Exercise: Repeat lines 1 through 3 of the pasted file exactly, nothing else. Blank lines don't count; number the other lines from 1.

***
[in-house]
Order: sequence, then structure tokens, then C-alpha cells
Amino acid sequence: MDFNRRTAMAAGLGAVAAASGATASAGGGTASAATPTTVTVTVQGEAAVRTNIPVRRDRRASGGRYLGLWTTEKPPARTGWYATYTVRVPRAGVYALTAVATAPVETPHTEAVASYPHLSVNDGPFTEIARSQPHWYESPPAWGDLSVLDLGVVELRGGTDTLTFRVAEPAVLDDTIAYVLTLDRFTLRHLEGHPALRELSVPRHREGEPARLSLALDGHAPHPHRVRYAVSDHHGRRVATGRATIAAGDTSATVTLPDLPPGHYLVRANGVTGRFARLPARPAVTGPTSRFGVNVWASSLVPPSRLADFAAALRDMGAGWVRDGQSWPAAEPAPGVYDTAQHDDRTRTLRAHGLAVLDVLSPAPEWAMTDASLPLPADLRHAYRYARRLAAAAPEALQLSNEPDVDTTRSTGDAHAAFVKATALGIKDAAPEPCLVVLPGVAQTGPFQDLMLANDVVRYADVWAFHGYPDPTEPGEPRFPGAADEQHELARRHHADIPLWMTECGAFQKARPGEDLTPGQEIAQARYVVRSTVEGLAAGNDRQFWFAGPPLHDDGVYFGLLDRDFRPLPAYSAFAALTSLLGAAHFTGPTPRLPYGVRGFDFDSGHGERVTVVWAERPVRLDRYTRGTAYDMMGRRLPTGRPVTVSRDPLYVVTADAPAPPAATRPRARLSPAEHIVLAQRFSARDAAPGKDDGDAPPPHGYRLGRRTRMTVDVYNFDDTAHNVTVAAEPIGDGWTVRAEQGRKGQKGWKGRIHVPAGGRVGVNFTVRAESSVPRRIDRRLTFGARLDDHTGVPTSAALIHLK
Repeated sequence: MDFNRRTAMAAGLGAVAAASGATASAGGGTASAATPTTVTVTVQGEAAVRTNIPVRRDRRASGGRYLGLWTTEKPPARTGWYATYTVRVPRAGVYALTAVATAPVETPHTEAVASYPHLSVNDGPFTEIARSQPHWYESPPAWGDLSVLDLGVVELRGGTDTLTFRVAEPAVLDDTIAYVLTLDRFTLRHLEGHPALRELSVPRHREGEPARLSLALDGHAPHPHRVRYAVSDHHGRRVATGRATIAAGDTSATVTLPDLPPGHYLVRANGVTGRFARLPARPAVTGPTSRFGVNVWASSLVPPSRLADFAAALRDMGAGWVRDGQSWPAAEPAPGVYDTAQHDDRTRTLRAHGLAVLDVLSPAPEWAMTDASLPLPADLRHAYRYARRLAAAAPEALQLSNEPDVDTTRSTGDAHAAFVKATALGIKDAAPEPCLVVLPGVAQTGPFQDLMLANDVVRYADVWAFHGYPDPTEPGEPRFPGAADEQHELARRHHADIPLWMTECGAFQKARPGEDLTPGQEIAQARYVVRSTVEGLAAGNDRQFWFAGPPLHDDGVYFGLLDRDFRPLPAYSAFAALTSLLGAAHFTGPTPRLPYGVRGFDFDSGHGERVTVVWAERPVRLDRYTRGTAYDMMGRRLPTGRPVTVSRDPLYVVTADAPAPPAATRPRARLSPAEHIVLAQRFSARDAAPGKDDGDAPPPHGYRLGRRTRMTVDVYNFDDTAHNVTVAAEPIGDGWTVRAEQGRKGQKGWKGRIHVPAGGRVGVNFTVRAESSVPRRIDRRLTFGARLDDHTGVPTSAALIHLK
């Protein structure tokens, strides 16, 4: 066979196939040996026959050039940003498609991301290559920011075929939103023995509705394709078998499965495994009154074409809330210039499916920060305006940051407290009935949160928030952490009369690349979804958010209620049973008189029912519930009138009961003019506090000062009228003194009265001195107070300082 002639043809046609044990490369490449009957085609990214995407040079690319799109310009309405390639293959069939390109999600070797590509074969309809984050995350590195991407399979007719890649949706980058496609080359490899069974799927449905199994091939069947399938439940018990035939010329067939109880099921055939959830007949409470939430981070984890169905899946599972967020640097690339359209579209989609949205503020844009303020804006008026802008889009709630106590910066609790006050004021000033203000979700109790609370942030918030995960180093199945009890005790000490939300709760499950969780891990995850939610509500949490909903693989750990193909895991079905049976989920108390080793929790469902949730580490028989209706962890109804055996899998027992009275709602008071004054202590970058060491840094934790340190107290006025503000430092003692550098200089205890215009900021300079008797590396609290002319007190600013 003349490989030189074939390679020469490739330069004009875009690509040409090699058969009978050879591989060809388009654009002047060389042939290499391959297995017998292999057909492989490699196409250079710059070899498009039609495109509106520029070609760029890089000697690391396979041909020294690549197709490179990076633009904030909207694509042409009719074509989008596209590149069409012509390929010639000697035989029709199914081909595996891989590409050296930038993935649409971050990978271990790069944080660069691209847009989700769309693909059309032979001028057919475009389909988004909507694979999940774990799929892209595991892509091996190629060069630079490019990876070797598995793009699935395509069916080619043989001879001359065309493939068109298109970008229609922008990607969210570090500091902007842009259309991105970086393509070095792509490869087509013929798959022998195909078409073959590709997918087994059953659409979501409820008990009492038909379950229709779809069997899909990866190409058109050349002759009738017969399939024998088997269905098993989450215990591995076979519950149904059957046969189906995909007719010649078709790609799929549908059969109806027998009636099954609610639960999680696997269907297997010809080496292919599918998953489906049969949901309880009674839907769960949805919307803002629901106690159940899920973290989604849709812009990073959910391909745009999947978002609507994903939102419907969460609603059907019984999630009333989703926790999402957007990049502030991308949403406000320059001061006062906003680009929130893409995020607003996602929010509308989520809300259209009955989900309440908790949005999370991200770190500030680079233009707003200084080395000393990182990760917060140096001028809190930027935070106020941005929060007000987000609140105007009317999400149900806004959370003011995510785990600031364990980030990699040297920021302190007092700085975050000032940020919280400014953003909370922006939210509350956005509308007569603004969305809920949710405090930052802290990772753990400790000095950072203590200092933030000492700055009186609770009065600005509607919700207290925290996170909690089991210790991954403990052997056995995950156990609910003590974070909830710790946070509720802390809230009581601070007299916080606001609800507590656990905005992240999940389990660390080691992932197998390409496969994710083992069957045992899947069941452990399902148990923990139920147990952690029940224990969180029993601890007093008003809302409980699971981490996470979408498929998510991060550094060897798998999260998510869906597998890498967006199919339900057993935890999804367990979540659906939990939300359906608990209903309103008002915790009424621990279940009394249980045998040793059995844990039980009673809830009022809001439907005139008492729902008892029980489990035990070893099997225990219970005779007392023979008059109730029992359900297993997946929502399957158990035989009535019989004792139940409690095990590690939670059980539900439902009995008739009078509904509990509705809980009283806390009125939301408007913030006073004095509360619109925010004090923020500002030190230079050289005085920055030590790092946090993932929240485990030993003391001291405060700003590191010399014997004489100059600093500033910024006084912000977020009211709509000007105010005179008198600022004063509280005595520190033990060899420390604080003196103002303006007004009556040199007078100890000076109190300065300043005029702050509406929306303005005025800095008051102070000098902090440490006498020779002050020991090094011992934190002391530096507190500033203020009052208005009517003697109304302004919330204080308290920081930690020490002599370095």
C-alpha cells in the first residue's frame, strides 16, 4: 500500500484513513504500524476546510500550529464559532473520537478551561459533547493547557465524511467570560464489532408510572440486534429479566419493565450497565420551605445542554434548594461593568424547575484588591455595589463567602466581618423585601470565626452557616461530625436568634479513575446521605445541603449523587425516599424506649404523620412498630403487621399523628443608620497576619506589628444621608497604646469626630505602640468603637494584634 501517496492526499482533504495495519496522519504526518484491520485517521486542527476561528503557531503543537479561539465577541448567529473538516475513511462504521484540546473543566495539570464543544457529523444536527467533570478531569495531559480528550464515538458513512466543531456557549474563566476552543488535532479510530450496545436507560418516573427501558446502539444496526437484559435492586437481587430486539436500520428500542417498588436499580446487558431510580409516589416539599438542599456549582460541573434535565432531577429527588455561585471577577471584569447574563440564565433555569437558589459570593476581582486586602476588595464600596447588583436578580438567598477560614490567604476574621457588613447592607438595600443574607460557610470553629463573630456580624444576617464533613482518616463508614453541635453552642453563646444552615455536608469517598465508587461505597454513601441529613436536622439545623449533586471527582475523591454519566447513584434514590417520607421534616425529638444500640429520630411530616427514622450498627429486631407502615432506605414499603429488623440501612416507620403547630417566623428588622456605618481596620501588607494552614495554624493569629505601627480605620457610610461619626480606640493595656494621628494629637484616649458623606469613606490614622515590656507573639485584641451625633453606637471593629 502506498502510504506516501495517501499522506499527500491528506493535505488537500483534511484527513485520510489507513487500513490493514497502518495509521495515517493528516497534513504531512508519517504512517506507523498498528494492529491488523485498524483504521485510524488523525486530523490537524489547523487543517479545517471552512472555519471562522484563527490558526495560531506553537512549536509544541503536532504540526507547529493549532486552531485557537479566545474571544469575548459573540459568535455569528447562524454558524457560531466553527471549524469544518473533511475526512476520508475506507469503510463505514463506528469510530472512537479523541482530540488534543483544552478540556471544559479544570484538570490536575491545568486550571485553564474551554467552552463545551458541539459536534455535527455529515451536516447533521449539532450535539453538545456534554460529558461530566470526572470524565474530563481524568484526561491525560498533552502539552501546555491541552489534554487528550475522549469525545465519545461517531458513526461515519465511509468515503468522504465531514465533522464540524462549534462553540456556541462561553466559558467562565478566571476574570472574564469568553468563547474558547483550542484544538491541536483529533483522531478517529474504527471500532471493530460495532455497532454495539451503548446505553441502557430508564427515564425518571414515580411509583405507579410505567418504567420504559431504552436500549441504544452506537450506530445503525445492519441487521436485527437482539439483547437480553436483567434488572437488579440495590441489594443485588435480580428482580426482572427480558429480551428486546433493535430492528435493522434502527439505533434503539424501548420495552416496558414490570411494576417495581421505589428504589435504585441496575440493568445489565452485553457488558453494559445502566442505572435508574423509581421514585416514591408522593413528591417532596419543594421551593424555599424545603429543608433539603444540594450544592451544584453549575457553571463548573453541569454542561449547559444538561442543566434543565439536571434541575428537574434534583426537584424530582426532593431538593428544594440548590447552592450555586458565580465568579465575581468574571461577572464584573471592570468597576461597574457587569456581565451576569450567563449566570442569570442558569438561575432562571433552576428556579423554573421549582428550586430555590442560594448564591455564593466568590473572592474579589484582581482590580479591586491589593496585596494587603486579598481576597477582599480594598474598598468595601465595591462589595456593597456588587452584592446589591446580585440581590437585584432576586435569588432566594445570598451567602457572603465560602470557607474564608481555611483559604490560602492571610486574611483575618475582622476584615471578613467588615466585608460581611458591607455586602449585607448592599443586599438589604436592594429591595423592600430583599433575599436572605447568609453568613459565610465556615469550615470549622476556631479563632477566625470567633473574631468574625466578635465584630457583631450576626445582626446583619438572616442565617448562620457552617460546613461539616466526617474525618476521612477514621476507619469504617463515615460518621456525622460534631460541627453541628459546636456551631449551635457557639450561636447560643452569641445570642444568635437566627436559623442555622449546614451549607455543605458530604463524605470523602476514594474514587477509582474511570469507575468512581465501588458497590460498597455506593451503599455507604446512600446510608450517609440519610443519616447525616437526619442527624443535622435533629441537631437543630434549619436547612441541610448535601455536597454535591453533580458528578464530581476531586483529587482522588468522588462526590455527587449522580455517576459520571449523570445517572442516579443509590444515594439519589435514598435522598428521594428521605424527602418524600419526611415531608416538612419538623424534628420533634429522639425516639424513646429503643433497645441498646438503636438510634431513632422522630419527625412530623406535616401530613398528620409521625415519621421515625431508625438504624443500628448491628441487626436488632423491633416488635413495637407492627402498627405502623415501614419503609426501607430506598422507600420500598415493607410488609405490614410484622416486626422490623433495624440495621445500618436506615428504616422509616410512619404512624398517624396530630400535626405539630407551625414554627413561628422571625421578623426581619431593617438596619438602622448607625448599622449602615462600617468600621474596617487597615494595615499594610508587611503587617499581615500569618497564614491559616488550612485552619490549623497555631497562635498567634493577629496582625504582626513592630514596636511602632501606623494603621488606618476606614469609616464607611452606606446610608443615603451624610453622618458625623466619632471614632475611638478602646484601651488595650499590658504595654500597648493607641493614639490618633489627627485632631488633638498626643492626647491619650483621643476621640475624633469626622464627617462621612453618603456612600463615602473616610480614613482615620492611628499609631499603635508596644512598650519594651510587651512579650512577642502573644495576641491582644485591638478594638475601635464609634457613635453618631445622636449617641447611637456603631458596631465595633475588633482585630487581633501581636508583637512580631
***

[in-house]
Order: sequence, then structure tokens, then C-alpha cells
Amino acid sequence: MDFNRRTAMAAGLGAVAAASGATASAGGGTASAATPTTVTVTVQGEAAVRTNIPVRRDRRASGGRYLGLWTTEKPPARTGWYATYTVRVPRAGVYALTAVATAPVETPHTEAVASYPHLSVNDGPFTEIARSQPHWYESPPAWGDLSVLDLGVVELRGGTDTLTFRVAEPAVLDDTIAYVLTLDRFTLRHLEGHPALRELSVPRHREGEPARLSLALDGHAPHPHRVRYAVSDHHGRRVATGRATIAAGDTSATVTLPDLPPGHYLVRANGVTGRFARLPARPAVTGPTSRFGVNVWASSLVPPSRLADFAAALRDMGAGWVRDGQSWPAAEPAPGVYDTAQHDDRTRTLRAHGLAVLDVLSPAPEWAMTDASLPLPADLRHAYRYARRLAAAAPEALQLSNEPDVDTTRSTGDAHAAFVKATALGIKDAAPEPCLVVLPGVAQTGPFQDLMLANDVVRYADVWAFHGYPDPTEPGEPRFPGAADEQHELARRHHADIPLWMTECGAFQKARPGEDLTPGQEIAQARYVVRSTVEGLAAGNDRQFWFAGPPLHDDGVYFGLLDRDFRPLPAYSAFAALTSLLGAAHFTGPTPRLPYGVRGFDFDSGHGERVTVVWAERPVRLDRYTRGTAYDMMGRRLPTGRPVTVSRDPLYVVTADAPAPPAATRPRARLSPAEHIVLAQRFSARDAAPGKDDGDAPPPHGYRLGRRTRMTVDVYNFDDTAHNVTVAAEPIGDGWTVRAEQGRKGQKGWKGRIHVPAGGRVGVNFTVRAESSVPRRIDRRLTFGARLDDHTGVPTSAALIHLK